The NFL may not play in 2010!
Troy Vincent Trace Armstrong
By Bill Smith
There is another election going on in March and it will not select a president. It will select the man that will replace Gene Upshaw as Executive Director of the NFL Players Association. This election is critical to every NFL fan because the winner will be the key to the future of the league.
Right now there are 5 candidates. Troy Vincent and Trace Armstrong both former Presidents of the NFLPA are the favorites. While both are popular among the players, according to John Clayton’s conversation with him about his possible retirement, Upshaw preferred Armstrong to replace him. Other candidates include former Bears tackle Jim Covert, Ben Utt, who played for Baltimore and Indianapolis, and Washington-based attorney DeMaurice Smith.
The league needs to negotiate a new deal with the players. When Upshaw was the rep for the players, he was able to get them major concessions in the percentage of the total NFL revenue payable to the players and significantly increased the minimum that each team must spend on player contracts. The owners approved the deal but then realized that 60 percent of the money going to the players was too much. Last year they voted to opt out of the current contract.
Under the current agreement, there will be a draft in 2010 but it will be an uncapped year. As things stand now, either the players can vote to strike or more likely, the league can lock them out probably after the 2010 season. There are some that say the league could lock the player out after this season if they voted to do so. While most might not have a problem playing with an uncapped year, some may not want to see the competitive balance go the way of that in Major League Baseball where the baseball version of the golden rule applies. That says “Those that have the Gold (Yankees and Red Sox) rule.” One uncapped year could alter the balance of power in the league for 6 to 10 years.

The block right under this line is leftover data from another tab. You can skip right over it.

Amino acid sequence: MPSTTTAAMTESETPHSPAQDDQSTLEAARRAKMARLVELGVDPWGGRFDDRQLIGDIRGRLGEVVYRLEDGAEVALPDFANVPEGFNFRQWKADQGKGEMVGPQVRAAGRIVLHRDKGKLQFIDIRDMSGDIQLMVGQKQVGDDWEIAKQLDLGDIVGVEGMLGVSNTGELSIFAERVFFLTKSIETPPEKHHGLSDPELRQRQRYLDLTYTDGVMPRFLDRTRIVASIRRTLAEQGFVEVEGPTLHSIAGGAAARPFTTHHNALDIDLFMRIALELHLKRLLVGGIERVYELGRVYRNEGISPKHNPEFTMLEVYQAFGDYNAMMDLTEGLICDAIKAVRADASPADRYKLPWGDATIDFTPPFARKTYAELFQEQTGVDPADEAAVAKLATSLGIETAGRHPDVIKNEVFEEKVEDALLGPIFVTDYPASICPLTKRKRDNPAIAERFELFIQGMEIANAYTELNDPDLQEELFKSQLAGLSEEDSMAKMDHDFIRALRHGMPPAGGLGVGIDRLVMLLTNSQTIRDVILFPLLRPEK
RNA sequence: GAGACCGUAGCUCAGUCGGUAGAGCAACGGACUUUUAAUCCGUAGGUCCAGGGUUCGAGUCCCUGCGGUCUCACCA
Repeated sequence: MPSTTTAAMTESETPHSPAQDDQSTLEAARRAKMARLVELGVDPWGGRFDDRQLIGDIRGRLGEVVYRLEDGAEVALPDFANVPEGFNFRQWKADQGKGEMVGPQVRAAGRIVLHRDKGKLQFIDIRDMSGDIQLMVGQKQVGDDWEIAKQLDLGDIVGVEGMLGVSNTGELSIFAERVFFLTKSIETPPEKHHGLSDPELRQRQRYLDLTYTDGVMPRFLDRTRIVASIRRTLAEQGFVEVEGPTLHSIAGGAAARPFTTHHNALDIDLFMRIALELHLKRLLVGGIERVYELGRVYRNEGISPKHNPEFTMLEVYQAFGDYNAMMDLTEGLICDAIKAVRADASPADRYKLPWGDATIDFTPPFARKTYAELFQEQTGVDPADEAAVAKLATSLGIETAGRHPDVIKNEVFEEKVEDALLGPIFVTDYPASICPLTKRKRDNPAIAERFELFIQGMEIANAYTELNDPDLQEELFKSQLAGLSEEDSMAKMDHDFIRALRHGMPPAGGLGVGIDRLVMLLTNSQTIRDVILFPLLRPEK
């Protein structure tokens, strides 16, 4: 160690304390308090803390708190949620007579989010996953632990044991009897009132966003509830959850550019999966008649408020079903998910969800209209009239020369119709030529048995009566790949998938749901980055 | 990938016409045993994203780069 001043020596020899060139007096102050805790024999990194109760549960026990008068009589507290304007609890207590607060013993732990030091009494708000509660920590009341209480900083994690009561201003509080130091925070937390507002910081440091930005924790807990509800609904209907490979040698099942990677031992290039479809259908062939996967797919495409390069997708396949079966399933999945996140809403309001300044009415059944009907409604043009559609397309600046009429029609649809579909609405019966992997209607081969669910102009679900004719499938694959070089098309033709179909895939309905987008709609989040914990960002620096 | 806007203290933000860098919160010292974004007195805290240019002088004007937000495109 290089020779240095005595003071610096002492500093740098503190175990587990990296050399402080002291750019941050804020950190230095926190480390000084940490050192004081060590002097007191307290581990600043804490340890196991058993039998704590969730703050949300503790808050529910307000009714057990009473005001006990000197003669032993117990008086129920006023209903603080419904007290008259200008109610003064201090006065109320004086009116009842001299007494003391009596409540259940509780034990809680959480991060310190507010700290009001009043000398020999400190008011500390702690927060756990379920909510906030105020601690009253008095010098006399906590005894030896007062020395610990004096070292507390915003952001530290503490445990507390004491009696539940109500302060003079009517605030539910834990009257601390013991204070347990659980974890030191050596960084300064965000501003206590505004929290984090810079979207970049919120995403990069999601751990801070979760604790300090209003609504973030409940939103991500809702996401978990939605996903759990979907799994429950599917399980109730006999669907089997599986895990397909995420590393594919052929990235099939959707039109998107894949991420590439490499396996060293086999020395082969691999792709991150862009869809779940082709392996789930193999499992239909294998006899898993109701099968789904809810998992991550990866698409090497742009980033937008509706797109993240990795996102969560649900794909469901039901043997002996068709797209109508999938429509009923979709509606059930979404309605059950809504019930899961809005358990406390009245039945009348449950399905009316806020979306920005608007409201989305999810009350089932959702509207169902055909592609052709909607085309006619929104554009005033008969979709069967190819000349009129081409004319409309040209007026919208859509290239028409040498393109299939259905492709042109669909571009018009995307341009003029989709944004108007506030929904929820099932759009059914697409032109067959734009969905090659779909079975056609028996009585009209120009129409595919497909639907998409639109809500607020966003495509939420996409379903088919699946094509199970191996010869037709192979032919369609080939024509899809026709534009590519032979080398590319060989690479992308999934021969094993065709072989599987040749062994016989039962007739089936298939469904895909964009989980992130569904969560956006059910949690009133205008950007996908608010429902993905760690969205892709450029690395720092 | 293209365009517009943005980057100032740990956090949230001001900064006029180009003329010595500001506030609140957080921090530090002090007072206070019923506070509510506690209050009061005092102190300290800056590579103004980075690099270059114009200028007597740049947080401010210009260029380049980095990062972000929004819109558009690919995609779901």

On the up side for players and free agents in that year, a team could spend any amount of money it wanted to put a championship team together. That means more for some players. There would be no rookie cap so that each rookie drafted could negotiate whatever deal a team would agree to. More money for players—maybe.
On the down side, there would be no minimum amount that an NFL team would have to spend. Because contracts are not guaranteed, a team like the Bengals or the Bills could cut all their players and hire 53 semi-pro players that might work for 100K each. That would reduce their labor expense from around 115 million which is about what they will spend in 09 to 5.3 million and thus they would put a nice chunk of cash in their pocket. Obviously, they would lose games, but they are losing games now at the 115 million level.
Another hit the players would take is in free agency. Now, a player gets to be a free agent after 4 years. If the contract expires without an extension, they would have to play 6 years. There would be a large percentage of the league caught in the change of years of service necessary to become a free agent. In addition, there would be some additional restrictions on free agency due to transition and franchise tag definitions changing. The total amount of money paid for player benefits would also be reduced slightly.
There would be no draft after the 2010 season. Every rookie would be a free agent able to negotiate with any team or all of them at the same time. Kiss competitive balance goodbye along with Mel Kiper. Rather than that happening, the NFL would likely lock the players out thus beginning the first labor stoppage since 1987. We all remember the fun of replacement games, don’t we?